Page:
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Jackie Andrade of the School of Psychology at the University of Plymouth in the UK, wanted to know if doodling improves or hinders one’s attention to a primary task. To find out, she created a study in which 40 participants were asked to listen to a rambling telephone message about a planned birthday party. Participants were divided into two groups – a control group and a doodling group. The doodling group was placed into a “doodling condition” (Andrade, 2009) where they were given a pencil to shade squares and circles on a sheet of paper while listening to the phone message. The control group did not receive materials for doodling. All participants were asked to recall information about who would be attending the birthday party.

Andrade’s results indicate that doodlers recalled 29% more information than the participants in the control group. This study is the first test of the idea that doodling aids concentration. Andrade proposes that doodling may be enough of a stimulus to prevent boredom and reduce the likelihood of daydreaming.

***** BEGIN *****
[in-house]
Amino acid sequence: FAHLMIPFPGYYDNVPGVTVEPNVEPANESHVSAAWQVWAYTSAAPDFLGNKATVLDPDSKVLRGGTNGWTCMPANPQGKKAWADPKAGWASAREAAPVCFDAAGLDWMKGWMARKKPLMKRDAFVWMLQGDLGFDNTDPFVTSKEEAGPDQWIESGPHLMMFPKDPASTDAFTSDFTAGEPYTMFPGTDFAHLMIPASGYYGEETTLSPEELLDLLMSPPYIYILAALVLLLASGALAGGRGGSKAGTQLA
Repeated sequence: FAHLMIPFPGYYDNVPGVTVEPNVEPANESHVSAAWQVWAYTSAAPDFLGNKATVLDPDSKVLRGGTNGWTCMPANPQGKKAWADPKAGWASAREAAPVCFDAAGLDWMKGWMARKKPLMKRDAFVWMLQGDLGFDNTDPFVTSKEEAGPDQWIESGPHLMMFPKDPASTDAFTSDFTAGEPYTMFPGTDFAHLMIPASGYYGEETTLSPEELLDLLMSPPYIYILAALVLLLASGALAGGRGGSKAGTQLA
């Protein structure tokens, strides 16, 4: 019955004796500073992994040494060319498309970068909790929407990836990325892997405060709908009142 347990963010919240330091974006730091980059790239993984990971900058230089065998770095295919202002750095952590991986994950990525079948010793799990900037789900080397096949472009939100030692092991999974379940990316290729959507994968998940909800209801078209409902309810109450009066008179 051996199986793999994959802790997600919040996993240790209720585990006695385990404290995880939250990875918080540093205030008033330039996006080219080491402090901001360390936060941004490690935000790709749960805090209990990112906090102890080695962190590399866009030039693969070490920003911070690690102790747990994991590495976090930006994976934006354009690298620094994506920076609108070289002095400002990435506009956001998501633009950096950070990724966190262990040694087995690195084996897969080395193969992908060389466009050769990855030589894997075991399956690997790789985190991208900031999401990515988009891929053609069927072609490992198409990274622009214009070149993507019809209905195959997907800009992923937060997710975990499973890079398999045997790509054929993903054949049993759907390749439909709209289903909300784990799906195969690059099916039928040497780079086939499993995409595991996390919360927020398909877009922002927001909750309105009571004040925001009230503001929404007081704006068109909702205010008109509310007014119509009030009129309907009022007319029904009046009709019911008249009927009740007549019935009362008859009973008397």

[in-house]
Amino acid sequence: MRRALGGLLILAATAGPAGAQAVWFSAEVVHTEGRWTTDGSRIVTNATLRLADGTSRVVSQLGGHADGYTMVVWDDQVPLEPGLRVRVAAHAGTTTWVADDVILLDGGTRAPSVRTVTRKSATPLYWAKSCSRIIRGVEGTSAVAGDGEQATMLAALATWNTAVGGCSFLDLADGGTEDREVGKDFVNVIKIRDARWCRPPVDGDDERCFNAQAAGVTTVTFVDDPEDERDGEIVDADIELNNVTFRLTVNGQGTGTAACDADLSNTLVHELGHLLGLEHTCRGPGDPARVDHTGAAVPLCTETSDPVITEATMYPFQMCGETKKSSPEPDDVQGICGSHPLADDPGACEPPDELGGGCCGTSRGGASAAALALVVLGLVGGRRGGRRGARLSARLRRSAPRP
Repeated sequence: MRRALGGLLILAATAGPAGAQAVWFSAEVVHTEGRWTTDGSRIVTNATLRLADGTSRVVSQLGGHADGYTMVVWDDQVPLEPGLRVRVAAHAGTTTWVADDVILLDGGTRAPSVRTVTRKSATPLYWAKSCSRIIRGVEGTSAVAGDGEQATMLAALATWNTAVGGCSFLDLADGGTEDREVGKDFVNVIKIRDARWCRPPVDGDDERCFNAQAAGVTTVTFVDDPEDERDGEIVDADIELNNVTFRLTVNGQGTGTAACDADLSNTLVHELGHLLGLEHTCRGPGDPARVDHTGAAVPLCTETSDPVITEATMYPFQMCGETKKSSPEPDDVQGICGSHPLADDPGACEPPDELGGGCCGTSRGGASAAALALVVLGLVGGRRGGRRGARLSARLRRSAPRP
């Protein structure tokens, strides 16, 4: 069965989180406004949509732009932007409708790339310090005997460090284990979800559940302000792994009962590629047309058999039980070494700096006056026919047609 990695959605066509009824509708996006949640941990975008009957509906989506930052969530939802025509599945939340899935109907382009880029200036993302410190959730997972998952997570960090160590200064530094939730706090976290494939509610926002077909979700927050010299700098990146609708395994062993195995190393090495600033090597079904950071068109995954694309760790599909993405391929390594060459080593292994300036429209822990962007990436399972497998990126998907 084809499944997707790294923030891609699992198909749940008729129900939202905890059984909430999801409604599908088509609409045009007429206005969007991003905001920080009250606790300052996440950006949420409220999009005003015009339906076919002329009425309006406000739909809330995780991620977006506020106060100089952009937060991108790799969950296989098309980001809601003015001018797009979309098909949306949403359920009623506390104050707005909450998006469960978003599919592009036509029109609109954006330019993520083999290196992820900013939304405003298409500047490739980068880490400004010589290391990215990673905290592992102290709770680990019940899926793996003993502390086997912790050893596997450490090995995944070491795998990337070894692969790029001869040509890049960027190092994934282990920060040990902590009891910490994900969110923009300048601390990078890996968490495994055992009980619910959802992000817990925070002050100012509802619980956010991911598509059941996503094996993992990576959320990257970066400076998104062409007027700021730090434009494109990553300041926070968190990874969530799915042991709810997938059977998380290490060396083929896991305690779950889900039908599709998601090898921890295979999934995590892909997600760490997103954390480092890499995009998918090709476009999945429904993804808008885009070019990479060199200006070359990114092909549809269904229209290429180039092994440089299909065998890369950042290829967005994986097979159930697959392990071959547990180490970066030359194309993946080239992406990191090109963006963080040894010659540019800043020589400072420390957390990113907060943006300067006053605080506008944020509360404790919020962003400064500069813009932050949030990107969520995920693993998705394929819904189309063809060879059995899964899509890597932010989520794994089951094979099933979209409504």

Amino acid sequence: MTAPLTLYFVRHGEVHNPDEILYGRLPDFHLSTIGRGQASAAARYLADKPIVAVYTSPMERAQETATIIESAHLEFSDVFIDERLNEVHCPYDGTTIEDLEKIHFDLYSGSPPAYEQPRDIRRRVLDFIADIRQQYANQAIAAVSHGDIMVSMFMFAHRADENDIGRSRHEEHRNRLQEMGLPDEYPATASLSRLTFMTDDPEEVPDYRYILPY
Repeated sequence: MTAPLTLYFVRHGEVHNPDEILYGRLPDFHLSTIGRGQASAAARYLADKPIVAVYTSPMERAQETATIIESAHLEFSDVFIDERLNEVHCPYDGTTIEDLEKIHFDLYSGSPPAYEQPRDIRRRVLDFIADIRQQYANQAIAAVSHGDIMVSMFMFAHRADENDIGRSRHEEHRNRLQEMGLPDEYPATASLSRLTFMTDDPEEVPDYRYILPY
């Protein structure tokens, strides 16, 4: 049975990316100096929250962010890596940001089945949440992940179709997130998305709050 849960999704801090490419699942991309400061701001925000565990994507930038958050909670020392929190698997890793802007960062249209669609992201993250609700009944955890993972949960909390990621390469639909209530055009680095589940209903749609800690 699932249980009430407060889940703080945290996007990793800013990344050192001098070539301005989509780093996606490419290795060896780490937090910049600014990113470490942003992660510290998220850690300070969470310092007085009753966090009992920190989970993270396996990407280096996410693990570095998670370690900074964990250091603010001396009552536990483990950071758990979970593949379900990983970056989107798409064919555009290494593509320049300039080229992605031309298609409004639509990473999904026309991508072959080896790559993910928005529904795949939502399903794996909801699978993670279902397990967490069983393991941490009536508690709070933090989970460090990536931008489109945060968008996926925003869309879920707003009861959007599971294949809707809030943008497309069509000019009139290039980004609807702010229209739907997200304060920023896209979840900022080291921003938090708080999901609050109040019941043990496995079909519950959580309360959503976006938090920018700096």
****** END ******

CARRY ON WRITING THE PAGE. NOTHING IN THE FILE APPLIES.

To research these findings further, Andrade says additional research is necessary to understand boredom, daydreaming, and the activities that alleviate these conditions.


QUESTION TO YOU:
Do you doodle? If so, when do you doodle? (on the phone, in class, in front of the TV, etc.)



Literature Cited

Andrade, Jackie. 2009. What does doodling do? Applied Cognitive Psychology 24: 100-106. Published online 27 February 2009 in Wiley InterScience at Wiley.com. Purchase Article ($35)

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